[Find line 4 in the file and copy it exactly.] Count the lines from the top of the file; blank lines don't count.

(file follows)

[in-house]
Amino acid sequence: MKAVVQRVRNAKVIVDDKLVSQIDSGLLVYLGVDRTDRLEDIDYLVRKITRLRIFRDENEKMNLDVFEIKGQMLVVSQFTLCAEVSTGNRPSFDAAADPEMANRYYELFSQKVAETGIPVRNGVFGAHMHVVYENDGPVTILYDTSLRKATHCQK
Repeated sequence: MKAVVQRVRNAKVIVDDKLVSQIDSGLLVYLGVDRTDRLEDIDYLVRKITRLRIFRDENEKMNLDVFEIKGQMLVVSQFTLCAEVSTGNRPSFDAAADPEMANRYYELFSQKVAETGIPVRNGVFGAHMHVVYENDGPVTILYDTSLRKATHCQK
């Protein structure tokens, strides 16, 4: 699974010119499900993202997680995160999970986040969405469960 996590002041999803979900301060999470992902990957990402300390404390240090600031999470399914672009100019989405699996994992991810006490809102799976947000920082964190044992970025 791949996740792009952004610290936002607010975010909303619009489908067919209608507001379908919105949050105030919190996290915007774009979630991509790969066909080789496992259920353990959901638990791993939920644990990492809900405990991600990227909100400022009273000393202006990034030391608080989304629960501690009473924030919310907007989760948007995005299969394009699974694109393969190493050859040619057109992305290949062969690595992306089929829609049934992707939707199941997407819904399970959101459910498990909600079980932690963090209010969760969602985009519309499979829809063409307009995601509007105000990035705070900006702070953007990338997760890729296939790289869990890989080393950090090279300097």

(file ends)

């Protein structure tokens, strides 16, 4: 699974010119499900993202997680995160999970986040969405469960 996590002041999803979900301060999470992902990957990402300390404390240090600031999470399914672009100019989405699996994992991810006490809102799976947000920082964190044992970025 791949996740792009952004610290936002607010975010909303619009489908067919209608507001379908919105949050105030919190996290915007774009979630991509790969066909080789496992259920353990959901638990791993939920644990990492809900405990991600990227909100400022009273000393202006990034030391608080989304629960501690009473924030919310907007989760948007995005299969394009699974694109393969190493050859040619057109992305290949062969690595992306089929829609049934992707939707199941997407819904399970959101459910498990909600079980932690963090209010969760969602985009519309499979829809063409307009995601509007105000990035705070900006702070953007990338997760890729296939790289869990890989080393950090090279300097």